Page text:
Ending a marriage may have serious and long-standing financial consequences, especially if the spouses have unequal income or assets. However, divorce may have the greatest financial impact on retirement savings unless some precautions are taken.
Spouses who have retirement savings that are roughly close in value may agree to simply keep their own accounts. However, a spouse with less money in their account may try to negotiate for part of their former spouse's retirement savings.
Retirement savings usually belong to the person named on the account. A qualified domestic relations order, however, allows a spouse to legally transfer some of that money to the other spouse. However, this is usually limited to savings accrued during the marriage. A QDRO may also, in some cases, allow transfer of a spouse's pension. However, this comes with fees and may take time.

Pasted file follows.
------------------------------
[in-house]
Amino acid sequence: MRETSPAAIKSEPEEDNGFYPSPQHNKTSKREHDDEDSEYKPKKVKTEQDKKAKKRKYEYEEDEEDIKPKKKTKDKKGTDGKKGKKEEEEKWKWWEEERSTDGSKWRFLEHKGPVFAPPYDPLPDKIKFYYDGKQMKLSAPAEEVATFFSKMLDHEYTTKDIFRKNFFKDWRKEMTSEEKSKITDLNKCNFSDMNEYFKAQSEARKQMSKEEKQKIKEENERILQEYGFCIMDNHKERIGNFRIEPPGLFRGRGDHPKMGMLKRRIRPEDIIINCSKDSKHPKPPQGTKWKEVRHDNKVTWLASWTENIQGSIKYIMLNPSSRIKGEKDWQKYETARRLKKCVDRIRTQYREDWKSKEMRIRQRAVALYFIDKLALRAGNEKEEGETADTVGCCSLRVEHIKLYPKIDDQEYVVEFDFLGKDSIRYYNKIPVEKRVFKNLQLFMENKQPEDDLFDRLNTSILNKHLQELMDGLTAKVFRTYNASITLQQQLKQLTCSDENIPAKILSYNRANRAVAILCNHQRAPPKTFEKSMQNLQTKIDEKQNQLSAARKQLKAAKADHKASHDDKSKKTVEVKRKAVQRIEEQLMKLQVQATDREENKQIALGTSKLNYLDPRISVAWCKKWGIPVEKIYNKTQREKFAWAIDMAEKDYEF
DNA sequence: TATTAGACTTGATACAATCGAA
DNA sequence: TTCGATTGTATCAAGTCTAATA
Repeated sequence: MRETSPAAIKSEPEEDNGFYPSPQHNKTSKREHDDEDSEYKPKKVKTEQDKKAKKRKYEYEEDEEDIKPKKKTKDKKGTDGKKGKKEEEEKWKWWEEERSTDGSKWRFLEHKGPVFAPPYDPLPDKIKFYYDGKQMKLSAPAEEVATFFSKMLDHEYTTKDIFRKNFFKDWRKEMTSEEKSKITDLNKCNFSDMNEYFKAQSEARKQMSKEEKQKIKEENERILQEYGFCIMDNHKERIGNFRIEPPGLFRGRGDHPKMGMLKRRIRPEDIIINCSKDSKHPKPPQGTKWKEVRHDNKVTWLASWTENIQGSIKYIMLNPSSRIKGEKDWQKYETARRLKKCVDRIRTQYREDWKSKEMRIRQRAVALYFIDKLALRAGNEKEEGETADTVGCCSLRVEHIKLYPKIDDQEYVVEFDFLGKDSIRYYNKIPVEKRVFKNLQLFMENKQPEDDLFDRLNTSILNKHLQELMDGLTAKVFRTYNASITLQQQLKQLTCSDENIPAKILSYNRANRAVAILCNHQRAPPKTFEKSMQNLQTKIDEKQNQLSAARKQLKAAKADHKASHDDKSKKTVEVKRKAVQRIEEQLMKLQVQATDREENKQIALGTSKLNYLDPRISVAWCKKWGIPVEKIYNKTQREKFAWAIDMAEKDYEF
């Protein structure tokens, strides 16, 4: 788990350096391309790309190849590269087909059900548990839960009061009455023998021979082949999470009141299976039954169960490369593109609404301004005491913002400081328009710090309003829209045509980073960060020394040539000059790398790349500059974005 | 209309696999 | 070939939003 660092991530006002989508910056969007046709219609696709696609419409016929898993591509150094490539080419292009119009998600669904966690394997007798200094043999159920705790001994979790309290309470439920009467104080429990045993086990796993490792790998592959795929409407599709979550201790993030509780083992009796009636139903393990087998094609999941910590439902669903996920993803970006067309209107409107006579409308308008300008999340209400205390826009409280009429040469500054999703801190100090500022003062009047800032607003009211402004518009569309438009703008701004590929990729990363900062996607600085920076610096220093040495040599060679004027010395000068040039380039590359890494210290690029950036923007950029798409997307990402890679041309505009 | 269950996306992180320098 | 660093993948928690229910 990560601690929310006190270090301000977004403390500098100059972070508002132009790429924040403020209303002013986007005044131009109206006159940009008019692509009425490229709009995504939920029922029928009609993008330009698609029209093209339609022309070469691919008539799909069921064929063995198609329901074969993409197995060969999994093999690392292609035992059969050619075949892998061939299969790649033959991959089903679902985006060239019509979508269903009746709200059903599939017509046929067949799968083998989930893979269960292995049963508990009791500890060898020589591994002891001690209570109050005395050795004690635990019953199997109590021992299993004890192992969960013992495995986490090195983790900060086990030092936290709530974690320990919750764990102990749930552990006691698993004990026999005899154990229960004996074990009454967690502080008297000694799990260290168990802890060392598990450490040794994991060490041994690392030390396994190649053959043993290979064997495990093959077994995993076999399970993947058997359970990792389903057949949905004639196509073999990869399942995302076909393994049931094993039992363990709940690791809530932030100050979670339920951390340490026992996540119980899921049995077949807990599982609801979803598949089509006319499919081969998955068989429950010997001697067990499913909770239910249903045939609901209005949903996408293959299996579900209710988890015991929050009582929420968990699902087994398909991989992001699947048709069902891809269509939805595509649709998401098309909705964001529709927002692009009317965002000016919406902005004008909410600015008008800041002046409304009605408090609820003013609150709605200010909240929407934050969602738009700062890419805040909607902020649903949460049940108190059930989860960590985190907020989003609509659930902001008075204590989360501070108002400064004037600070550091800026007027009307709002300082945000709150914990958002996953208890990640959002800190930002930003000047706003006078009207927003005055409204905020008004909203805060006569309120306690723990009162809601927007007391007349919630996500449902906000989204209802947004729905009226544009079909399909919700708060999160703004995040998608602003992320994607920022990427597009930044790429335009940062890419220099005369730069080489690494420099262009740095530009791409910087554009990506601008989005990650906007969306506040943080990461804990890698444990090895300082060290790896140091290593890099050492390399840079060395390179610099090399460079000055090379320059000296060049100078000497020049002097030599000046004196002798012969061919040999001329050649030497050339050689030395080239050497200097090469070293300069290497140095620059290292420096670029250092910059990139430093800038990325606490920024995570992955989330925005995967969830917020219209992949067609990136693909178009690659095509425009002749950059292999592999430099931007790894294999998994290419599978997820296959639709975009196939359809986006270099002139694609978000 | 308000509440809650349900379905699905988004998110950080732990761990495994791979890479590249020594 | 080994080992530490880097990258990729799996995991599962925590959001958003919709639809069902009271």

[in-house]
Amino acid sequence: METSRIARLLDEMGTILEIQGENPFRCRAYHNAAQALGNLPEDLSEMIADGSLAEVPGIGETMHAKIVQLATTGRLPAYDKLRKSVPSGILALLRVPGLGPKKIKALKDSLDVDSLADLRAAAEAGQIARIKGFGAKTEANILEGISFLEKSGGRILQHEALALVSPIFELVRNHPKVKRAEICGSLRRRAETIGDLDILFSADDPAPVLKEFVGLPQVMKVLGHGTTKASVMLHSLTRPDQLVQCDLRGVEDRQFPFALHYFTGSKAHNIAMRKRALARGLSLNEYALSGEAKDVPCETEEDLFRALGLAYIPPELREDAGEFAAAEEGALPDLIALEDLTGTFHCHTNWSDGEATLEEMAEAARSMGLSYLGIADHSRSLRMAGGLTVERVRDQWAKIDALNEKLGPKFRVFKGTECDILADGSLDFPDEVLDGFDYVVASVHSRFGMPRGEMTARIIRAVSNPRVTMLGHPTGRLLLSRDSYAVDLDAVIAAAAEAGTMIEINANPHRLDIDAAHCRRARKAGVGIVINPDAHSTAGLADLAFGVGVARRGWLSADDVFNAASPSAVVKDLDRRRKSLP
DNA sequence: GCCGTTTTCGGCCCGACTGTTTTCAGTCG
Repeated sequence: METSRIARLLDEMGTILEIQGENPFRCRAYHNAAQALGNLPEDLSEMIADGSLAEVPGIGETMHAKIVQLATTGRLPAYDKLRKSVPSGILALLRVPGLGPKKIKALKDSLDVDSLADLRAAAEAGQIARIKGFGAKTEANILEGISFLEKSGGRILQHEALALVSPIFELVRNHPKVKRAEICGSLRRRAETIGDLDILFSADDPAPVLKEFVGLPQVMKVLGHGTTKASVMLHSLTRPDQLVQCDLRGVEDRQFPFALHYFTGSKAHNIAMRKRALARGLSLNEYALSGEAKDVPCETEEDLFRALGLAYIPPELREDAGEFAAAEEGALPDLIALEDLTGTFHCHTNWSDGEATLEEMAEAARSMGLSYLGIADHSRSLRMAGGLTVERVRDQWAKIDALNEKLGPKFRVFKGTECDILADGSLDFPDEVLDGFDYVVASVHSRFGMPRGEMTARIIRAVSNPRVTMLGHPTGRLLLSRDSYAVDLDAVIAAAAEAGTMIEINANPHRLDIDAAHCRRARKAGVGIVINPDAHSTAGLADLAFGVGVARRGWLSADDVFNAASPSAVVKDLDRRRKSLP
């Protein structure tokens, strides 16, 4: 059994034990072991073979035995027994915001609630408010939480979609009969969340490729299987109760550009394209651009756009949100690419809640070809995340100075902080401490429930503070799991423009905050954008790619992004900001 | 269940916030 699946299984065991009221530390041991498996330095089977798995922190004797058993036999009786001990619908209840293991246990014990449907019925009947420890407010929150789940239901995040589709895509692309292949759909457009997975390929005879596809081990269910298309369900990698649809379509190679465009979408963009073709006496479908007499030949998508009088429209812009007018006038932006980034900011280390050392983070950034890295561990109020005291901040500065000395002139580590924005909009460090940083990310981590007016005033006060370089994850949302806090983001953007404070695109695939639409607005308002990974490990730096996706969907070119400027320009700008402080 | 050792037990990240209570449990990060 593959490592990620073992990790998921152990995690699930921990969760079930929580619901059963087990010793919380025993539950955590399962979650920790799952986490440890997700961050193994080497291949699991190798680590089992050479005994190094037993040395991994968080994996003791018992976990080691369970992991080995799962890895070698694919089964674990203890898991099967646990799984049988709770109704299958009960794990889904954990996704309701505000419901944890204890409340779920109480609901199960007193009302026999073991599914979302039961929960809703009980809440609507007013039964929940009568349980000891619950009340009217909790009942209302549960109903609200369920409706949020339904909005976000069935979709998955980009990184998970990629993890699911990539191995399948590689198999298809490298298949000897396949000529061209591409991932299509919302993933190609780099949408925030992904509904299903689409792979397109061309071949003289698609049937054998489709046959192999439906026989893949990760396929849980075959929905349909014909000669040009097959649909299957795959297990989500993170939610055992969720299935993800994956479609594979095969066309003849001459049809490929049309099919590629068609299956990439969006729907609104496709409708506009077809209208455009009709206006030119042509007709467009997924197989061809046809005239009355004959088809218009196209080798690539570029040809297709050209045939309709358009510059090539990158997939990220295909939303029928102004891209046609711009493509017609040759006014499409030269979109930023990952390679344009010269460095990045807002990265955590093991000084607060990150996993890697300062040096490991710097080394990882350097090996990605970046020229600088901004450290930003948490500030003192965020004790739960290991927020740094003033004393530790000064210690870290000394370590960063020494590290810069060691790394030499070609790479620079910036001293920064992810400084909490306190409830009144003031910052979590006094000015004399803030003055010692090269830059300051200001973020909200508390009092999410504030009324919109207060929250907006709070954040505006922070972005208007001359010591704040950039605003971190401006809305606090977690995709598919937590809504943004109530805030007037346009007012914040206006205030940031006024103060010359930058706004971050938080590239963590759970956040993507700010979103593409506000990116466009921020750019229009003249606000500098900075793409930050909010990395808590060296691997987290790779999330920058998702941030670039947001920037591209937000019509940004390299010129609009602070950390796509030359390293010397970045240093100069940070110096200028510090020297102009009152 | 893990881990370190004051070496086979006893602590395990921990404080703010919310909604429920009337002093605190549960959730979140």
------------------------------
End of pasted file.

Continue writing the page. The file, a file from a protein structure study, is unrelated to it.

One of the biggest financial changes after a divorce is that both spouses must pay independently for expenses that were jointly paid for during their marriage. This requires important decisions on the division of large assets. This also requires a new budget and retirement plan. Living expenses and a spouse's anticipated retirement date may have to be changed.
Subtracting the ideal retirement age from life expectancy indicates the estimated retirement length. Then, calculate predicted yearly retirement living expenses and multiply this by the anticipated retirement length and then add three percent each year for inflation. Any money from a pension or Social Security should be subtracted.
If a couple was married for at least 10 years, a spouse may be able to claim Social Security benefits on their former spouse's work record even if that spouse remarries. The spouse seeking these benefits must remain single and be at least 62-years-old. Also, the benefit being sought from the former spouse's work record should be more than the entitled benefit from the work record of the spouse seeking benefits.
An attorney can help a spouse develop a plan and strategy to protect their financial future after divorce. They may also help ensure that the divorce decree is fair and reasonable.